$1,000,000 Settlement for Defective Roof and Seatbelt Design / SUV Rollover
- Date: Fall 2006
- Settlement: $1,000,000
- Practice Areas: Automotive Product Liability, Defective Roof Design, Defective Seat Belt Design, Roof Crush, Rollover, Wrongful Death
The firm represented the estate of a 39-year-old mother and wife in a case involving her death caused when her SUV rolled over after she lost control of the vehicle. The roof of the SUV was severely crushed during the rollover, leading to the seat belted woman’s partial ejection from the vehicle. The firm demonstrated that there was already available technology and reasonable alternative designs for the SUV which would have prevented the woman’s injuries, including a stronger roof, better seat belts, laminated side glass and several alternative designs that could have cured the SUV’s stability problems. Blume Forte’s expert witnesses ran tests on the SUV that showed its roof was likely to excessively crush during foreseeable speed rollover accidents.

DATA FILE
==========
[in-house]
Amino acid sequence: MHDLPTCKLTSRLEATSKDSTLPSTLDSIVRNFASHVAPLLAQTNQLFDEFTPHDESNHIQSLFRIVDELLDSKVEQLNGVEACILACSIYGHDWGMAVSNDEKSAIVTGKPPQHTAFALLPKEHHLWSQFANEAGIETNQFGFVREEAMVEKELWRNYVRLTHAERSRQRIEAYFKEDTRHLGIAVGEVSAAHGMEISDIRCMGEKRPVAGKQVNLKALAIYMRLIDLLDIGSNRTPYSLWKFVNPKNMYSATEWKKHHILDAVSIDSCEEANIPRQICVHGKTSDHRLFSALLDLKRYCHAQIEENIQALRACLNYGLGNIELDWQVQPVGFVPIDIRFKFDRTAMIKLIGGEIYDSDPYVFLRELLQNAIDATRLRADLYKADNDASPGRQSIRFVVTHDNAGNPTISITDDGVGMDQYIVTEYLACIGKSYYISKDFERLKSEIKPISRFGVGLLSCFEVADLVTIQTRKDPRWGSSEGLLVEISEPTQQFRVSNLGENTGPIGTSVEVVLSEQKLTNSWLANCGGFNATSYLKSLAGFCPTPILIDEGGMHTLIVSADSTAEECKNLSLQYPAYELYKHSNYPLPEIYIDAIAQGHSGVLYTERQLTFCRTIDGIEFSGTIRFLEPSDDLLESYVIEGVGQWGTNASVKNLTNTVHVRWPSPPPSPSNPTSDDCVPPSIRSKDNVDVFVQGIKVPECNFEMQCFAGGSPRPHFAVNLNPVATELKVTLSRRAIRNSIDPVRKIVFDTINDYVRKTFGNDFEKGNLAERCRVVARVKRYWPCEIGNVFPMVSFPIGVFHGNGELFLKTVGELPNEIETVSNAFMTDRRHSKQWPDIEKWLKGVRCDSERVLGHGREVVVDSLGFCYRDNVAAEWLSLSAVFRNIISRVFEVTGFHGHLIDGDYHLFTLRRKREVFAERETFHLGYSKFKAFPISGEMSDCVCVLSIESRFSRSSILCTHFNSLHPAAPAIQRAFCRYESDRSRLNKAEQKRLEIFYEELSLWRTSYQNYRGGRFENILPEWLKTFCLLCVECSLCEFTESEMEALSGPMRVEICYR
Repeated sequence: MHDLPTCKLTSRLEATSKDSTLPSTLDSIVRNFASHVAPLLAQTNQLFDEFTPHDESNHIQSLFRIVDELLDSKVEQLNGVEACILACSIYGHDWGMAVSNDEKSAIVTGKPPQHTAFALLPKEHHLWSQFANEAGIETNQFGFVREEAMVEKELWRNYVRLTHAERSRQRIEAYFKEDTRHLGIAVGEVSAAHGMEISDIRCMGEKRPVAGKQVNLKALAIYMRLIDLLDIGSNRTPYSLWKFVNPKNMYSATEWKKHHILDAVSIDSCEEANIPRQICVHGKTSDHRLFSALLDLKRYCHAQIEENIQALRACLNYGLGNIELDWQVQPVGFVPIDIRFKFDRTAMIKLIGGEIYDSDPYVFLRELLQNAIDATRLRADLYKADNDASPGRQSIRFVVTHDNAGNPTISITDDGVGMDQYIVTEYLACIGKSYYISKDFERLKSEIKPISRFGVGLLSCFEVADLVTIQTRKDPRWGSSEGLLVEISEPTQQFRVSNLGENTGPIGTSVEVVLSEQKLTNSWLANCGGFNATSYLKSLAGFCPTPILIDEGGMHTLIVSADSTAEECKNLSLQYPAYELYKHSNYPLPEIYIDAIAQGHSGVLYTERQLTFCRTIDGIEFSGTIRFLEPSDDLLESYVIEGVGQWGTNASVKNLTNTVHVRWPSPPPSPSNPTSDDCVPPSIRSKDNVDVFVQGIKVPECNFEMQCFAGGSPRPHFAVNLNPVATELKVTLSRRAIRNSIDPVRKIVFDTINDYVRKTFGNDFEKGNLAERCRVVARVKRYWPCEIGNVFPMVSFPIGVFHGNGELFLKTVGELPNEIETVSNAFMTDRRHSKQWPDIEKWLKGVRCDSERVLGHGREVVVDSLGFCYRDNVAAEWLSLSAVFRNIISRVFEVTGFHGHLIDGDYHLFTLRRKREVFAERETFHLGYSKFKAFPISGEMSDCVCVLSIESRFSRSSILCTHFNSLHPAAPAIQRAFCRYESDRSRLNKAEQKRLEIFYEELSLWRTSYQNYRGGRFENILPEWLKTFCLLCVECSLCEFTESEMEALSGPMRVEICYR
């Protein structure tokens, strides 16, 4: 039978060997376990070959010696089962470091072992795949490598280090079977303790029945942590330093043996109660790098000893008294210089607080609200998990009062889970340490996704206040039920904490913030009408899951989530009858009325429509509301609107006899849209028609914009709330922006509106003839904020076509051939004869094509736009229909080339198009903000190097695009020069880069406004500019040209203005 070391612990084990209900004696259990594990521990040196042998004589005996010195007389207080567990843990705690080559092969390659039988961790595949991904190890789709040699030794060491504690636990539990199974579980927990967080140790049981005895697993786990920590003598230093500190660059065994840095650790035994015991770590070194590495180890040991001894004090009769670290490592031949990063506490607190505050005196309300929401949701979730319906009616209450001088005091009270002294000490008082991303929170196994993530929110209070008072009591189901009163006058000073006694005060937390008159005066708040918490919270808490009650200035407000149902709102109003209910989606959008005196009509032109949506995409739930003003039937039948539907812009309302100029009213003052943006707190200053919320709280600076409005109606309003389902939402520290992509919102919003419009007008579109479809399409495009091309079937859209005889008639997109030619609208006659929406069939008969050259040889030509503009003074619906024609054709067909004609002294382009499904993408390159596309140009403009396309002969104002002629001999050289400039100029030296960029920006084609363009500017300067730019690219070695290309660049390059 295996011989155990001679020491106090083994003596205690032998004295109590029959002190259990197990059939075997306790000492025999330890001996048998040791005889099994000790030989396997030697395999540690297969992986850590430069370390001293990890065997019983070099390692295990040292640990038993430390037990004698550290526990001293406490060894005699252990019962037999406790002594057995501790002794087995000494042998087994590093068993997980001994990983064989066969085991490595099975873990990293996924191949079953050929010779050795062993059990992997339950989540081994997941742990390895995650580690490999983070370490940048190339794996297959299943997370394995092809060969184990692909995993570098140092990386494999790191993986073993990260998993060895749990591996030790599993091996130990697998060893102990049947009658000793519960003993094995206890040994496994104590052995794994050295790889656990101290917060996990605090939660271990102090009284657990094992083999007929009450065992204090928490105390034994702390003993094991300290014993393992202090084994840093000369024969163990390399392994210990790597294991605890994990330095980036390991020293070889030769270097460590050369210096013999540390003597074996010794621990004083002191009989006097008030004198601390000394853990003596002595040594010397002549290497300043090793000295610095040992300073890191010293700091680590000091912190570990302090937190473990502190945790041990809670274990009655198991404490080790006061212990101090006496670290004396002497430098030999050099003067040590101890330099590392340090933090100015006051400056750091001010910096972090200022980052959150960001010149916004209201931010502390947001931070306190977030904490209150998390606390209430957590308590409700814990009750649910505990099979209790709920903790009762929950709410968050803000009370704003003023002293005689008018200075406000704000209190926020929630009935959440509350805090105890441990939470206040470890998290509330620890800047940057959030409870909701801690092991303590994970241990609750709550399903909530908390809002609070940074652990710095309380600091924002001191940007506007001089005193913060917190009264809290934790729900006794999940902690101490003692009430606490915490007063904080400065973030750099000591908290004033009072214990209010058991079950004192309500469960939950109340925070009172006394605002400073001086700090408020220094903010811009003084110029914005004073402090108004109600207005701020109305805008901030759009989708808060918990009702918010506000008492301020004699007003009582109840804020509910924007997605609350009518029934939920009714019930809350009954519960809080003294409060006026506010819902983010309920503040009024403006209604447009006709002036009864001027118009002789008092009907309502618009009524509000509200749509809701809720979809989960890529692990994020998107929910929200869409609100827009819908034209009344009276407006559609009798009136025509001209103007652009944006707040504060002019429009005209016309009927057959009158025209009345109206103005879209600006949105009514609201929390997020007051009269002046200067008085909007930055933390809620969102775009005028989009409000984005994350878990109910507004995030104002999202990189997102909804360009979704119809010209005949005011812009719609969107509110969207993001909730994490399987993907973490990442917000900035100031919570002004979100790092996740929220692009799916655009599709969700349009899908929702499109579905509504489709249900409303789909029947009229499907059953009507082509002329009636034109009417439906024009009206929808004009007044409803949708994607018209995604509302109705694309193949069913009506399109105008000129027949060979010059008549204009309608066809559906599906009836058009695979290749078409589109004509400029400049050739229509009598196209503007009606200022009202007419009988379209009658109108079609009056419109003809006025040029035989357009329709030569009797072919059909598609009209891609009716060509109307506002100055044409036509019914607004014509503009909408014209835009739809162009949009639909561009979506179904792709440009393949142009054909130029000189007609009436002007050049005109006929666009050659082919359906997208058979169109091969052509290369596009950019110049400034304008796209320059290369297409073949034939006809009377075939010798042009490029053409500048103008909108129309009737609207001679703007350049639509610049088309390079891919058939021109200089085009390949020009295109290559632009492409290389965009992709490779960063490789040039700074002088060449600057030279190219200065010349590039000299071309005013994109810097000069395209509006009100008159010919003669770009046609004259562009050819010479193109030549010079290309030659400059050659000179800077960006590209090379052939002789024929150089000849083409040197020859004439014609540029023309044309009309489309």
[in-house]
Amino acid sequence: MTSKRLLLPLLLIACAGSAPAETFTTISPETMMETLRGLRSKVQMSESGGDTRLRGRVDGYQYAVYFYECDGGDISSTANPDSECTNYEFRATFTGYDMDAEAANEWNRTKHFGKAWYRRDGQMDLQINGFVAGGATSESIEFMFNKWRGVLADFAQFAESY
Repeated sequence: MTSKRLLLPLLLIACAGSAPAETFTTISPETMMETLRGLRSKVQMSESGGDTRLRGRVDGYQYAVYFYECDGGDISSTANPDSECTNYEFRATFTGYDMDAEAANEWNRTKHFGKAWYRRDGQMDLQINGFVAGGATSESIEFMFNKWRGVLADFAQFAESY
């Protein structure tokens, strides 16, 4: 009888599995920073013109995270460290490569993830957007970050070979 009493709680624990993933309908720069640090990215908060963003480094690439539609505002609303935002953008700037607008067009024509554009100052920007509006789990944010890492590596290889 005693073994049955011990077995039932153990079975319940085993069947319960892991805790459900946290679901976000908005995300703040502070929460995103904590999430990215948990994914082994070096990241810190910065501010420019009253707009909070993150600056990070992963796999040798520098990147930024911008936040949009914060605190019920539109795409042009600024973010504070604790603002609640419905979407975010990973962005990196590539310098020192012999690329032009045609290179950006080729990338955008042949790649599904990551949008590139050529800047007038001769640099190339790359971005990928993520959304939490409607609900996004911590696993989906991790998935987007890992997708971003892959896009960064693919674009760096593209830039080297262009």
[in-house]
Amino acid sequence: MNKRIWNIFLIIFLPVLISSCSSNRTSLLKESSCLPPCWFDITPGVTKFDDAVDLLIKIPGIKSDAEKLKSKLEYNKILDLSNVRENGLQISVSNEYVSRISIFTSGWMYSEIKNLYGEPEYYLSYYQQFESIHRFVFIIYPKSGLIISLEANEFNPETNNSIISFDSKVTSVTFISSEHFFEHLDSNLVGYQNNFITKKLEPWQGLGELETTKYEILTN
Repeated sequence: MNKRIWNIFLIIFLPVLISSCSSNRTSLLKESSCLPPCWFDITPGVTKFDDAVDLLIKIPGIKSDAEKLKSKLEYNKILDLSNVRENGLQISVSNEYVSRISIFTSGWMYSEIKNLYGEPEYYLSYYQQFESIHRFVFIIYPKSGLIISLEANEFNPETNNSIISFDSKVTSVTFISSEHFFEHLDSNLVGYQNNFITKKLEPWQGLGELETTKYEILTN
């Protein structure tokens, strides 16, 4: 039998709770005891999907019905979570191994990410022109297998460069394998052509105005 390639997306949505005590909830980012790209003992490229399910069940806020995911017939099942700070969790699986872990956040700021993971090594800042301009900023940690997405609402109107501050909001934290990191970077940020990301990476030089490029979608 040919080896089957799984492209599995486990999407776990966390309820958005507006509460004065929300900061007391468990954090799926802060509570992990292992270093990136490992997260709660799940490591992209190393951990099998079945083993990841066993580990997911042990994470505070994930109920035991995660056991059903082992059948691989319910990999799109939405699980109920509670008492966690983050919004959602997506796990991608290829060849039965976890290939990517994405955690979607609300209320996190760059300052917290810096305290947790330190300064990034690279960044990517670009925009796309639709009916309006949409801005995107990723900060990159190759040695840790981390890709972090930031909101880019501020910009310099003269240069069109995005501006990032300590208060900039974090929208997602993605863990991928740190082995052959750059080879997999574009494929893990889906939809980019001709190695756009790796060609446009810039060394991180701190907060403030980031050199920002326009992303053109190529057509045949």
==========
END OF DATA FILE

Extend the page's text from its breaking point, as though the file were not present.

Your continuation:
The SUV’s manufacturer knew that the SUV had critical stability problems even during the design and testing phase of the vehicle. It also knew since the 1960’s that SUVs and pickup trucks were rolling over at a rate more than 3 times the amount experienced by regular passenger vehicles. By the time the car manufacturer entered the small SUV market with this particular model SUV, federal government funded studies showed that short wheelbase SUV vehicles, like the one driven by the plaintiff’s decedent, were far more likely to roll over and cause injury, but the manufacturer did surprisingly little to ensure that drivers of this model SUV would be safe from rollover related injuries.
Other SUV manufacturers also ignored the safety risks posed by SUVs. The result is that many SUVs on the road today have roofs that would not offer passengers the level of safety that is, and was, easily achievable through the use of better quality steel and roof designs. Many of the problems with SUV roofs could have been cured through the use of simple “off the shelf” technology at a surprisingly low cost.